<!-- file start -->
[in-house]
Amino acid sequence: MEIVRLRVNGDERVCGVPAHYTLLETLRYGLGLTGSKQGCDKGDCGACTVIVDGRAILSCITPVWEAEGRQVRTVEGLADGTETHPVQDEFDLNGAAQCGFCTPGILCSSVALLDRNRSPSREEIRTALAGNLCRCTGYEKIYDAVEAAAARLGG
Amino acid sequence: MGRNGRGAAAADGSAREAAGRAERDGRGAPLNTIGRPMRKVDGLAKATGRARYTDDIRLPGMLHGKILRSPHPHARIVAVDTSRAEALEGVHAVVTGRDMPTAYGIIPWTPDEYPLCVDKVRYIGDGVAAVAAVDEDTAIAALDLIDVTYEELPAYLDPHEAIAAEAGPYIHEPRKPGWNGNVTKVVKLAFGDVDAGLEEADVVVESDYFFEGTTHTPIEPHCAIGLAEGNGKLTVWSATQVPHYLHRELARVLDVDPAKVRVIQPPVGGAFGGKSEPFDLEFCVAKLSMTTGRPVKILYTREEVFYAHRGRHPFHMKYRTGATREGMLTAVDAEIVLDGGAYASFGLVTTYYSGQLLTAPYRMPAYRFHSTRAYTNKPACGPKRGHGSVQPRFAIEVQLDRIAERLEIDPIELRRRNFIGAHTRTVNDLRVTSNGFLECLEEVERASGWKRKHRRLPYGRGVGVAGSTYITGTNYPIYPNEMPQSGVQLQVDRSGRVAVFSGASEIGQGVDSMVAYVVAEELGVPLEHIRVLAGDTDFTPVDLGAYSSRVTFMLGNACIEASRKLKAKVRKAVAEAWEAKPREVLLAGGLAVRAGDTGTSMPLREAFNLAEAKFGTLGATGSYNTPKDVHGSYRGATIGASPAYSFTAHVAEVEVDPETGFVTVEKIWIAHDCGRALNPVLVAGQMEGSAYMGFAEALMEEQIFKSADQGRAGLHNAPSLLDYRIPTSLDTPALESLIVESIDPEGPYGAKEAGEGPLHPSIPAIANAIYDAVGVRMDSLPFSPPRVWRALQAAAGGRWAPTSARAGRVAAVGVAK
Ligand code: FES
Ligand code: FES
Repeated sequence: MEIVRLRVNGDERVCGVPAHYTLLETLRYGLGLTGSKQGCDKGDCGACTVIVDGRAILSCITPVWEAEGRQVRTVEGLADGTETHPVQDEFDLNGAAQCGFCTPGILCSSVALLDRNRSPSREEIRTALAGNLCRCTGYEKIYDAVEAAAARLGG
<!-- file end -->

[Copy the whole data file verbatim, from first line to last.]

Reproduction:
[in-house]
Amino acid sequence: MEIVRLRVNGDERVCGVPAHYTLLETLRYGLGLTGSKQGCDKGDCGACTVIVDGRAILSCITPVWEAEGRQVRTVEGLADGTETHPVQDEFDLNGAAQCGFCTPGILCSSVALLDRNRSPSREEIRTALAGNLCRCTGYEKIYDAVEAAAARLGG
Amino acid sequence: MGRNGRGAAAADGSAREAAGRAERDGRGAPLNTIGRPMRKVDGLAKATGRARYTDDIRLPGMLHGKILRSPHPHARIVAVDTSRAEALEGVHAVVTGRDMPTAYGIIPWTPDEYPLCVDKVRYIGDGVAAVAAVDEDTAIAALDLIDVTYEELPAYLDPHEAIAAEAGPYIHEPRKPGWNGNVTKVVKLAFGDVDAGLEEADVVVESDYFFEGTTHTPIEPHCAIGLAEGNGKLTVWSATQVPHYLHRELARVLDVDPAKVRVIQPPVGGAFGGKSEPFDLEFCVAKLSMTTGRPVKILYTREEVFYAHRGRHPFHMKYRTGATREGMLTAVDAEIVLDGGAYASFGLVTTYYSGQLLTAPYRMPAYRFHSTRAYTNKPACGPKRGHGSVQPRFAIEVQLDRIAERLEIDPIELRRRNFIGAHTRTVNDLRVTSNGFLECLEEVERASGWKRKHRRLPYGRGVGVAGSTYITGTNYPIYPNEMPQSGVQLQVDRSGRVAVFSGASEIGQGVDSMVAYVVAEELGVPLEHIRVLAGDTDFTPVDLGAYSSRVTFMLGNACIEASRKLKAKVRKAVAEAWEAKPREVLLAGGLAVRAGDTGTSMPLREAFNLAEAKFGTLGATGSYNTPKDVHGSYRGATIGASPAYSFTAHVAEVEVDPETGFVTVEKIWIAHDCGRALNPVLVAGQMEGSAYMGFAEALMEEQIFKSADQGRAGLHNAPSLLDYRIPTSLDTPALESLIVESIDPEGPYGAKEAGEGPLHPSIPAIANAIYDAVGVRMDSLPFSPPRVWRALQAAAGGRWAPTSARAGRVAAVGVAK
Ligand code: FES
Ligand code: FES
Repeated sequence: MEIVRLRVNGDERVCGVPAHYTLLETLRYGLGLTGSKQGCDKGDCGACTVIVDGRAILSCITPVWEAEGRQVRTVEGLADGTETHPVQDEFDLNGAAQCGFCTPGILCSSVALLDRNRSPSREEIRTALAGNLCRCTGYEKIYDAVEAAAARLGG